Intimate Citizenship and Competing Sexual Rights Claims and Justice in the 21st Century

Call for Contributions/Chapters and Workshop Participation

Thursday 16th April & Friday 17th April 2015, Edge Hill University, Ormskirk, UK

Download the CFP as a pdf-file

Over recent years, there have been significant advances in sexual rights internationally, particularly in Europe, North America and Australasia. Not only is there a greater recognition of sexual and gender diversity, but this recognition is manifest in revisions to national and international law and policy. As a result, people with non-heteronormative sexualities are enjoying and exercising legally protected civil, social, political and cultural rights previously denied to them. These developments might be characterised in terms of, what Plummer (1995: p.151) has called intimate citizenship, “the control (or not) over one’s body, feelings, relationships: access (or not) to representations, relationships, public spaces, etc: and socially grounded choices (or not) about gender identities”. Central to Plummer’s notion of intimate citizenship is the telling of sexual stories, the making public of what was previously private and intimate. However, whilst new stories have emerged, they have not eclipsed the old stories based on pathology and prejudice. Instead, they must sit side by side and attempt to navigate their way through fundamental and, at times, irreconcilable, differences.

These differences mean that the formal terms of changing law and policy have variable limits in how they impact on the social, cultural and political contexts within which people with non-heteronormative sexualities work, live and engage with the public sphere, and different degrees of incursion on their intimate lives. Although Plummer (2001: p.243) sees cultural wars and moral conflicts and “the constant skirmish of (a) insider and outsider, (b) of traditional tribalism struggling against multicultural diversities, (c) of the need for dialogues across the seemingly impossible differences” as characteristic of intimate citizenship, it does raise questions over whose rights are protected and which sexual stories are legitimated or prioritised. These differences include (not exhaustively):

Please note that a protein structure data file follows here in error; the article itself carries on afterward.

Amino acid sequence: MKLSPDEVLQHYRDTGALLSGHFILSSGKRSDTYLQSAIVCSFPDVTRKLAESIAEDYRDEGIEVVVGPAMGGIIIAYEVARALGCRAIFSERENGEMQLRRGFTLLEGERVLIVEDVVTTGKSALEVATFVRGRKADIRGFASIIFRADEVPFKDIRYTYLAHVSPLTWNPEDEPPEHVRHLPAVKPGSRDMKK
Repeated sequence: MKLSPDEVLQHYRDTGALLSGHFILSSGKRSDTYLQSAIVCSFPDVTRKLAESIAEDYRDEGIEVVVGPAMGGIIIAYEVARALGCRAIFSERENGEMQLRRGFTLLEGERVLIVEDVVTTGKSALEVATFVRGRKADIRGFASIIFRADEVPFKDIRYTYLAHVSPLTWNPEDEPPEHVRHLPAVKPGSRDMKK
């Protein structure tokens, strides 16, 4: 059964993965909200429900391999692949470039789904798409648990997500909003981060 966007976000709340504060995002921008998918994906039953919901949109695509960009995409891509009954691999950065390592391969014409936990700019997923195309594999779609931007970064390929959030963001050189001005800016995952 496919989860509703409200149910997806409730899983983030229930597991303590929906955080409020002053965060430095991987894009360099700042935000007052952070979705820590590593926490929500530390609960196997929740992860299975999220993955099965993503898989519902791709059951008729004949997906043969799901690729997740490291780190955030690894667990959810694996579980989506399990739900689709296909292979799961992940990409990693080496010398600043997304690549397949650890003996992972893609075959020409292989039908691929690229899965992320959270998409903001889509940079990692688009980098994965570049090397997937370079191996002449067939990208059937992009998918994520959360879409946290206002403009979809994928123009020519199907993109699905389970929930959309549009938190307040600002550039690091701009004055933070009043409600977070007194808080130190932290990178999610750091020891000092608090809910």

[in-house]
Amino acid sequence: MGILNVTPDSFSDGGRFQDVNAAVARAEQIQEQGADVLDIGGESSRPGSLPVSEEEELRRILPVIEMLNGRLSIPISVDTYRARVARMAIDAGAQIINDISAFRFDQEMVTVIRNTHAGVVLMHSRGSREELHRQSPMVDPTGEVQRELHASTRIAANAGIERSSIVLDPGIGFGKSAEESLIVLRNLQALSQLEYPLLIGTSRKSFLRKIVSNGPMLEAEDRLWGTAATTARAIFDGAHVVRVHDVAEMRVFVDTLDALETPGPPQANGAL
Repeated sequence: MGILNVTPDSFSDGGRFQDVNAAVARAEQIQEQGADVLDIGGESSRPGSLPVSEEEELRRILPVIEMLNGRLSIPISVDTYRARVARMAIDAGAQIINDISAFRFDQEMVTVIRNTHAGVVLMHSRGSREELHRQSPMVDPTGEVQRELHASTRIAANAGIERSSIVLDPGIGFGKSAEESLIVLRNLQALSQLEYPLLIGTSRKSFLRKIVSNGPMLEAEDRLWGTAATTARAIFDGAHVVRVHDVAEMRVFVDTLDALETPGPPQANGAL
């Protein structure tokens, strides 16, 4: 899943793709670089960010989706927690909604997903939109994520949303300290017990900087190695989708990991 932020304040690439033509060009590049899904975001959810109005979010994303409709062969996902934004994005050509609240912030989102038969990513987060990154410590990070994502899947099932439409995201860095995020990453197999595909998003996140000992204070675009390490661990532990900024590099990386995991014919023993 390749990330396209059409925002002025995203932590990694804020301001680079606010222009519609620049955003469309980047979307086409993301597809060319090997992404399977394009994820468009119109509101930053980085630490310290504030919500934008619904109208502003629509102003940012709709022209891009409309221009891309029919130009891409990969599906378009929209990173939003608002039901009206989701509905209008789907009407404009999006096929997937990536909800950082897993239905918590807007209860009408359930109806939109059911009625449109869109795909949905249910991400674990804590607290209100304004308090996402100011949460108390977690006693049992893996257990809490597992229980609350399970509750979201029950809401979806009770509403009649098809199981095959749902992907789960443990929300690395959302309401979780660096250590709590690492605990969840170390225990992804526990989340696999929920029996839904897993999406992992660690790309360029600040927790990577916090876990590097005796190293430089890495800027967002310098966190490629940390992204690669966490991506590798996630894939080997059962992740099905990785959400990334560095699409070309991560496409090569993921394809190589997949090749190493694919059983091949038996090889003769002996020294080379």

• Claims of conscience in rejecting equal treatment in respect of lesbian and gay adoption and faith-based adoption agencies.
• The toleration of anti-lesbian and gay rhetoric from religious voices
• The criminalisation of HIV transmission without similar penalties for other sexually transmitted diseases
• The scope and limits to the use of hate crime legislation and policy in bullying and harassment of people with non-heteronormative sexualities
• The increased regulation of the production and consumption of pornography
• The persistence of heterosexist assumptions in social care, health, policing and justice and education services
• The persistence of prejudice and pathology of BDSM practices in the cultural, media and civil areas behind law and policy